Artists and photographers sometimes think of the human body as art. Bosses and others who want manual labor done think of the body as a machine. I propose that the human body be considered kitchen equipment.
One of the reasons many of us like to cook -- this is not generally discussed -- is that it's the only excuse we have to play in our food. And that's why people who really love to cook tend to hate cooking machines such as microwave ovens and food processors -- they want to be in direct contact with the goods. They want to smell it, to stir it, to look at it while it's cooking.
And then you'll notice that these same people hardly ever use gadgets such as thermometers, cake testers, timers and measuring cups. And sometimes they don't even use hot pads; students at L'Academie de Cuisine were once treated to the sight of restaurateur and chef Jean-Louis Palladin smelling the perfect state of doneness of his baking sweet potato gratin, then reaching into the oven with his bare hands to remove the gratin because the few seconds it would have taken to locate the hot pads would have overdone the gratin.
Chefs like Jean-Louis nearly always rely on their senses instead of on timers or thermometers. They have learned to smell the doneness of the cake or the muffins, to hear the moment when the french fries are perfectly brown, to feel with their fingers that the roast is medium-rare.
This is not mumbo-jumbo; this is science. Once they become trained, the senses are at least as accurate as any thermometer, timer or measuring cup. And they stay that way too. They don't break or suddenly take a notion to be 25 degrees off. Breaking your dependence on them allows you to take your act on the road, too -- you can cook anywhere anytime and people will think you're a wizard just because you know when the cake's done.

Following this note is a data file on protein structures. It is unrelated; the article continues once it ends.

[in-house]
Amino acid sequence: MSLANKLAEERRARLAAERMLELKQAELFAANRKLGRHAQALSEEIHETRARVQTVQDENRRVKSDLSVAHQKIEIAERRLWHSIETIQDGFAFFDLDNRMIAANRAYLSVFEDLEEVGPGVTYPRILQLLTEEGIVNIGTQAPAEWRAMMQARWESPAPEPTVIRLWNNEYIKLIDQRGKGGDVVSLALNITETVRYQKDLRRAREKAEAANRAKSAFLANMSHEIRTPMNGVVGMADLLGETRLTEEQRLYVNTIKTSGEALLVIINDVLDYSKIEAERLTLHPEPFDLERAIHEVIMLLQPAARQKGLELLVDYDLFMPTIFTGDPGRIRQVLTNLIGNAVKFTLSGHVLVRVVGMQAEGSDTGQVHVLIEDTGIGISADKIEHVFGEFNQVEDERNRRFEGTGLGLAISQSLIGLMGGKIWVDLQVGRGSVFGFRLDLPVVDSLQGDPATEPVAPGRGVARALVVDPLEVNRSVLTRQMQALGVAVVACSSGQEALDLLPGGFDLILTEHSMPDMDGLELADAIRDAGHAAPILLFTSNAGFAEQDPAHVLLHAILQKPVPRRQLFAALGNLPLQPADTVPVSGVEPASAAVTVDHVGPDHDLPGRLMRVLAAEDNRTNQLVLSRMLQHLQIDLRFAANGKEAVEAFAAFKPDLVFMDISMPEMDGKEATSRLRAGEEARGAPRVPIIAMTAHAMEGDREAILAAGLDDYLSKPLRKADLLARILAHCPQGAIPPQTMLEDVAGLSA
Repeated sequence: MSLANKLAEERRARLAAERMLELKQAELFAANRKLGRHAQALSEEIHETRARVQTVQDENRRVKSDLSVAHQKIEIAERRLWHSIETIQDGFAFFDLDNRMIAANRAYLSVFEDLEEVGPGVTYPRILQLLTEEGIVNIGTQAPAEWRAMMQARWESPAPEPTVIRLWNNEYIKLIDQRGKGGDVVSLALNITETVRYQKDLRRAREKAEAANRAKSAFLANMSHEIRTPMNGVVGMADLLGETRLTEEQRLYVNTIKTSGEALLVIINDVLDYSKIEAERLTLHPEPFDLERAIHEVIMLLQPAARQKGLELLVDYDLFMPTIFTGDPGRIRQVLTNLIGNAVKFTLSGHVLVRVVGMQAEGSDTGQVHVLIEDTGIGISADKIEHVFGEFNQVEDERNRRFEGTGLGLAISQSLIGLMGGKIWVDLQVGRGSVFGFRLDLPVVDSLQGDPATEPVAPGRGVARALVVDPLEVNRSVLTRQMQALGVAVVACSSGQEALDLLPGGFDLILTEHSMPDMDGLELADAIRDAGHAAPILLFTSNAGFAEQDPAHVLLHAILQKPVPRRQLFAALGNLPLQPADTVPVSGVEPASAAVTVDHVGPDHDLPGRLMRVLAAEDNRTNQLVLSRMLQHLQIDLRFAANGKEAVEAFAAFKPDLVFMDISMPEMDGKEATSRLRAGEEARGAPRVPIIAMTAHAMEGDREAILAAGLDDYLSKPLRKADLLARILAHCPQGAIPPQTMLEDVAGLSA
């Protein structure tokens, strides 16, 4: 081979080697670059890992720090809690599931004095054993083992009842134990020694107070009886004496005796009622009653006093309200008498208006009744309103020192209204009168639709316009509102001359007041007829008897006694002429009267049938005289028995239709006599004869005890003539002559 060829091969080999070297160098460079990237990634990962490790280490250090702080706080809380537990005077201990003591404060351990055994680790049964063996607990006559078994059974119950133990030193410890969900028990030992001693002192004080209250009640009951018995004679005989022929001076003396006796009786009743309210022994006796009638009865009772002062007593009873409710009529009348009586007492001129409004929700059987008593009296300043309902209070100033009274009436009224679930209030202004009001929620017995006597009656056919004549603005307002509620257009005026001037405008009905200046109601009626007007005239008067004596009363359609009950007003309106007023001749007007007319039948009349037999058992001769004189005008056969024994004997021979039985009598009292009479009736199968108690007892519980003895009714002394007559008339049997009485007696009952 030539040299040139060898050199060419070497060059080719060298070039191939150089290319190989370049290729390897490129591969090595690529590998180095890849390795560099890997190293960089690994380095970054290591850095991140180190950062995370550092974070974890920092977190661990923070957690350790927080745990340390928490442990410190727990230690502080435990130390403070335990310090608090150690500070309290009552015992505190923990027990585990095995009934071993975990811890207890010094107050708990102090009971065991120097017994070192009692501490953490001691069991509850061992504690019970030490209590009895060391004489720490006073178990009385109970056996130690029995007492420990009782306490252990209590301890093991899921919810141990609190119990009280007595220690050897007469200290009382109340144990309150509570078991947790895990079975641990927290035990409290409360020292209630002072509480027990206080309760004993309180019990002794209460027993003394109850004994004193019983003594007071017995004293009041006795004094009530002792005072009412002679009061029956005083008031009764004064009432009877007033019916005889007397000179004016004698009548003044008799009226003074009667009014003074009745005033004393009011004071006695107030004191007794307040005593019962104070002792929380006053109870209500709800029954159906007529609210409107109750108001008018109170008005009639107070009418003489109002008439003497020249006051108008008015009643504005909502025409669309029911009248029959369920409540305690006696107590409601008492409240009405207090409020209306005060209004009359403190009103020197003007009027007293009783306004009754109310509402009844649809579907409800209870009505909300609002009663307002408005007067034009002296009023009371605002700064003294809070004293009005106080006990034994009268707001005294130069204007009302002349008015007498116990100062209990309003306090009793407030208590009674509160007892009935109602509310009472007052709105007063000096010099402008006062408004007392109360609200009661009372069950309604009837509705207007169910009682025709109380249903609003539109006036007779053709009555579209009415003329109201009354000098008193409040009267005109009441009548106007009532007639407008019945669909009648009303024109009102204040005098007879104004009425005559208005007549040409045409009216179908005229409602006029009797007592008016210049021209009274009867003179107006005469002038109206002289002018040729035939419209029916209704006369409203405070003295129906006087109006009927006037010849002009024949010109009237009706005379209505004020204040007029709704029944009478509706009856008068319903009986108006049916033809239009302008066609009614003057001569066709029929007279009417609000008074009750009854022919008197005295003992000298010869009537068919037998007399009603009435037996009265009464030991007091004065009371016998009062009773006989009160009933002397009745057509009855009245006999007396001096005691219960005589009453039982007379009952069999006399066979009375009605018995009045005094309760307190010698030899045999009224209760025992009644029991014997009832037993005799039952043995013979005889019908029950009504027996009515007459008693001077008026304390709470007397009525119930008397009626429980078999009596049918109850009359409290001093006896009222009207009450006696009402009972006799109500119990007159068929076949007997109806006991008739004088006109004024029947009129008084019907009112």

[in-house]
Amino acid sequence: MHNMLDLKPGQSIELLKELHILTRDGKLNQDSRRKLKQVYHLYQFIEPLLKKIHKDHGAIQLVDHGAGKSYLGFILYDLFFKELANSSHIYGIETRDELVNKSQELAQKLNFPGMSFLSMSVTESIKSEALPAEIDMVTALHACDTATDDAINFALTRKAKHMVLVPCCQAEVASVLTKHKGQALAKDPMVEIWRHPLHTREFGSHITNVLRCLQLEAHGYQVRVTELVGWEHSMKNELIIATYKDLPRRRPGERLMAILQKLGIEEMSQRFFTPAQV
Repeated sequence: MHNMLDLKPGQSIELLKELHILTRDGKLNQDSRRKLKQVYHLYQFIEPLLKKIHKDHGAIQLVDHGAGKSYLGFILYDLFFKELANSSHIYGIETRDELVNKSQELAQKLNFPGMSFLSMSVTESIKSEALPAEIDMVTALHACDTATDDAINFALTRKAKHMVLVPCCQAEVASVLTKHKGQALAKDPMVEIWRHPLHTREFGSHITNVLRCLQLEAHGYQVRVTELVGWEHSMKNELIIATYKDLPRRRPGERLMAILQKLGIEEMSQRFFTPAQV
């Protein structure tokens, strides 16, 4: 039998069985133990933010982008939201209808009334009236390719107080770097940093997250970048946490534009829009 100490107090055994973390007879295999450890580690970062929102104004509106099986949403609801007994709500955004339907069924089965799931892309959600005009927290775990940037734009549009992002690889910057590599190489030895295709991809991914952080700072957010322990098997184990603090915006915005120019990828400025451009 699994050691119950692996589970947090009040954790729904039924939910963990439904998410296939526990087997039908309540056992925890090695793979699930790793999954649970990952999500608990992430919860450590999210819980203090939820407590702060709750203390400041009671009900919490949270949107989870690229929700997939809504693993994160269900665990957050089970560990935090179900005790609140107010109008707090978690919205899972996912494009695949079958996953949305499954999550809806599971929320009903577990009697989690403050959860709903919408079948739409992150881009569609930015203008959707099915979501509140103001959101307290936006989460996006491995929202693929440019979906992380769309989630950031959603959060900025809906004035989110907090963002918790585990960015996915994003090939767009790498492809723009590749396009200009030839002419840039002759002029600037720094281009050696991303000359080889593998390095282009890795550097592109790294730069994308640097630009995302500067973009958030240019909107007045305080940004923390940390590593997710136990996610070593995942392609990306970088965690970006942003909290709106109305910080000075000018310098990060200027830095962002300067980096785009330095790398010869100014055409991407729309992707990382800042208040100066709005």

Most foods give clues about their interior state, and these clues can be read just as easily by the senses by mechanical devices.
The easiest way -- in fact the only accurate way -- to tell that a loaf of bread is done is to give it a thump with your index finger. If it sounds hollow -- you'll soon recognize the sound -- it's done. A change in the sound is also one of the signs that deep-frying foods are done. Short-order cooks are so good at detecting this that the reaction is automatic. And even if they're on the other side of the kitchen, experienced candy makers know when the fudge is cooked by the sound the bubbling makes -- it sounds deeper and slower.
The real gold mine of sensation, however, is in the fingers.
Stand around in a professional kitchen and you'll see a lot of poking and prodding. That's because the cooks are using their fingers as testers -- of doneness of temperature, of quality.
Poking a piece of roasting meat or chicken is a much more efficient way of determining doneness than a meat thermometer. Experienced cooks can tell the exact degree of doneness of a roasting filet of beef or loin of veal.
Here's how to do it, and remember that it's much harder to describe than to do: First, make a fist. Then identify the little pad of flesh located right below the "webbing" between thumb and index finger. This little pad of flesh is the key to everything. Clench your fist, then feel the little pad. This is how well-done meat feels. Relax your fist a little a feel again; this is medium. Relax your fist completely (but don't open it); this is rare. Fish and chicken that are sufficiently done will feel very firm -- somewhere between clenched and slightly relaxed.